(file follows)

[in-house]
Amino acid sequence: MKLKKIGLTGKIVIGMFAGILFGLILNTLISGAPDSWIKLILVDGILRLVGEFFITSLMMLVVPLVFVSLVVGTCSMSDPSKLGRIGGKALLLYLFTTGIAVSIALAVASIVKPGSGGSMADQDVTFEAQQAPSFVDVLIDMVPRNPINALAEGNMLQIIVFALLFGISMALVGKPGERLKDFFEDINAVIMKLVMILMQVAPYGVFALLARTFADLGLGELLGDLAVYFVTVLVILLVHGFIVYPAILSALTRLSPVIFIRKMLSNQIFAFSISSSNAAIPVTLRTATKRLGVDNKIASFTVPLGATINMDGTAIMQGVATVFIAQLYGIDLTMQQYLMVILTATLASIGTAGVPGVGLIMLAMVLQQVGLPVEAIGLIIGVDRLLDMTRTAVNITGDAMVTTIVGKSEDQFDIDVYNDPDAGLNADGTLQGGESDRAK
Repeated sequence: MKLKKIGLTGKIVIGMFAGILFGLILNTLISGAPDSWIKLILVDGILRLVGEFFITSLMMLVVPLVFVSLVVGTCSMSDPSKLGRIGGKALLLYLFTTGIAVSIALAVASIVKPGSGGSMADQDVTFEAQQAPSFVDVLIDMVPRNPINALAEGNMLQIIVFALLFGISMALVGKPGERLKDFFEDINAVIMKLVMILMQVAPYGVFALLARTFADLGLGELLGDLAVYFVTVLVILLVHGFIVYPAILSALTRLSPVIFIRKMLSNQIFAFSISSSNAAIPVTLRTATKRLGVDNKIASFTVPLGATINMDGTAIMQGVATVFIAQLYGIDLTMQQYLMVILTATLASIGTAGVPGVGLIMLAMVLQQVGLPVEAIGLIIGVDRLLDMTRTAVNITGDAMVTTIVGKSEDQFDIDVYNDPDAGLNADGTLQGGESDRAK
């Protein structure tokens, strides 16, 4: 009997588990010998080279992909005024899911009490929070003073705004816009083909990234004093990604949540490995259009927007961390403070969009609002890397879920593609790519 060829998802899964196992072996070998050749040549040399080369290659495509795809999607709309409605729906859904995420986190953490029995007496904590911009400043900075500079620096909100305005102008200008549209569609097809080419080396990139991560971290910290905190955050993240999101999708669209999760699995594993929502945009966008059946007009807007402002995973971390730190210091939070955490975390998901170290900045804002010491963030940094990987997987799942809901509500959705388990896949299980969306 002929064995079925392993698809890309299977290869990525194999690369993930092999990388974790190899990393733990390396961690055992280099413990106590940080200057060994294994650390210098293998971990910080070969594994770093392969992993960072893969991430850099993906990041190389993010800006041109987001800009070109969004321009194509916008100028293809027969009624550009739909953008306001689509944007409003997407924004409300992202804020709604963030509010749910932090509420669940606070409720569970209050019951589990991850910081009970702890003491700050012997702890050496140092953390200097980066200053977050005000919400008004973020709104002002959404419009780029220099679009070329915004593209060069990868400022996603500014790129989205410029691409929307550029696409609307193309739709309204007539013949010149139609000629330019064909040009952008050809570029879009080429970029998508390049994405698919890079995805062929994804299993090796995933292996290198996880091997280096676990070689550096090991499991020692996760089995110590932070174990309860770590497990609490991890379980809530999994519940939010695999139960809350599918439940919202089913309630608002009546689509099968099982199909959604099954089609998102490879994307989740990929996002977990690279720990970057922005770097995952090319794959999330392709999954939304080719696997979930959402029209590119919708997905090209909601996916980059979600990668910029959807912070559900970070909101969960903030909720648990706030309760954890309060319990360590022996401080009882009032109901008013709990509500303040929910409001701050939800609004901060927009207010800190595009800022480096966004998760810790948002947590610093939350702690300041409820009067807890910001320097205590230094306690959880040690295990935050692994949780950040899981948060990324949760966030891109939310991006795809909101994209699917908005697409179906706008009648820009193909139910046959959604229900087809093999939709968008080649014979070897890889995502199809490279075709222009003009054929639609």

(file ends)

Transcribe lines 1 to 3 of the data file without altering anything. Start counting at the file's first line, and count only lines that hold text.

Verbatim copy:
[in-house]
Amino acid sequence: MKLKKIGLTGKIVIGMFAGILFGLILNTLISGAPDSWIKLILVDGILRLVGEFFITSLMMLVVPLVFVSLVVGTCSMSDPSKLGRIGGKALLLYLFTTGIAVSIALAVASIVKPGSGGSMADQDVTFEAQQAPSFVDVLIDMVPRNPINALAEGNMLQIIVFALLFGISMALVGKPGERLKDFFEDINAVIMKLVMILMQVAPYGVFALLARTFADLGLGELLGDLAVYFVTVLVILLVHGFIVYPAILSALTRLSPVIFIRKMLSNQIFAFSISSSNAAIPVTLRTATKRLGVDNKIASFTVPLGATINMDGTAIMQGVATVFIAQLYGIDLTMQQYLMVILTATLASIGTAGVPGVGLIMLAMVLQQVGLPVEAIGLIIGVDRLLDMTRTAVNITGDAMVTTIVGKSEDQFDIDVYNDPDAGLNADGTLQGGESDRAK
Repeated sequence: MKLKKIGLTGKIVIGMFAGILFGLILNTLISGAPDSWIKLILVDGILRLVGEFFITSLMMLVVPLVFVSLVVGTCSMSDPSKLGRIGGKALLLYLFTTGIAVSIALAVASIVKPGSGGSMADQDVTFEAQQAPSFVDVLIDMVPRNPINALAEGNMLQIIVFALLFGISMALVGKPGERLKDFFEDINAVIMKLVMILMQVAPYGVFALLARTFADLGLGELLGDLAVYFVTVLVILLVHGFIVYPAILSALTRLSPVIFIRKMLSNQIFAFSISSSNAAIPVTLRTATKRLGVDNKIASFTVPLGATINMDGTAIMQGVATVFIAQLYGIDLTMQQYLMVILTATLASIGTAGVPGVGLIMLAMVLQQVGLPVEAIGLIIGVDRLLDMTRTAVNITGDAMVTTIVGKSEDQFDIDVYNDPDAGLNADGTLQGGESDRAK